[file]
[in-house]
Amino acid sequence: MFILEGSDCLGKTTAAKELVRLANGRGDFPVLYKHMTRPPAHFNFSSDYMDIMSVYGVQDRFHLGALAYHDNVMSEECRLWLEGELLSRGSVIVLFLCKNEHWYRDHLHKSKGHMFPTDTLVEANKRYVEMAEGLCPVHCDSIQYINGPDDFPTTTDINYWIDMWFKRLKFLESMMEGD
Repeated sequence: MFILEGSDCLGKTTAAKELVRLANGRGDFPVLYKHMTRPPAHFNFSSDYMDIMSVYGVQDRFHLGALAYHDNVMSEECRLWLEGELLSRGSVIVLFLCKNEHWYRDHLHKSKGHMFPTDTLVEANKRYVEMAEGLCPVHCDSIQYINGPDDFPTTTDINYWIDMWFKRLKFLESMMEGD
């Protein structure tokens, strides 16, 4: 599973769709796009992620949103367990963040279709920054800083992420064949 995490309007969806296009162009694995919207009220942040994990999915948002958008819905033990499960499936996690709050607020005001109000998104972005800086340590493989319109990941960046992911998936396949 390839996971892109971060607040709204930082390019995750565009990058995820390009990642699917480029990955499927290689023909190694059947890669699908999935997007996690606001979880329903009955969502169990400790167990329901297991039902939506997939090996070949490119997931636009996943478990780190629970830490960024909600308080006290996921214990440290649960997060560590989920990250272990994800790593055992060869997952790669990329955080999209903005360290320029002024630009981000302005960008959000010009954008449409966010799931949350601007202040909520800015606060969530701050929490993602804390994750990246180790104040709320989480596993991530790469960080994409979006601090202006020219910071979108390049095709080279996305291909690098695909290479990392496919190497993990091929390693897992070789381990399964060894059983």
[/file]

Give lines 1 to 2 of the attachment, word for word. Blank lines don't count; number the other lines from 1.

[in-house]
Amino acid sequence: MFILEGSDCLGKTTAAKELVRLANGRGDFPVLYKHMTRPPAHFNFSSDYMDIMSVYGVQDRFHLGALAYHDNVMSEECRLWLEGELLSRGSVIVLFLCKNEHWYRDHLHKSKGHMFPTDTLVEANKRYVEMAEGLCPVHCDSIQYINGPDDFPTTTDINYWIDMWFKRLKFLESMMEGD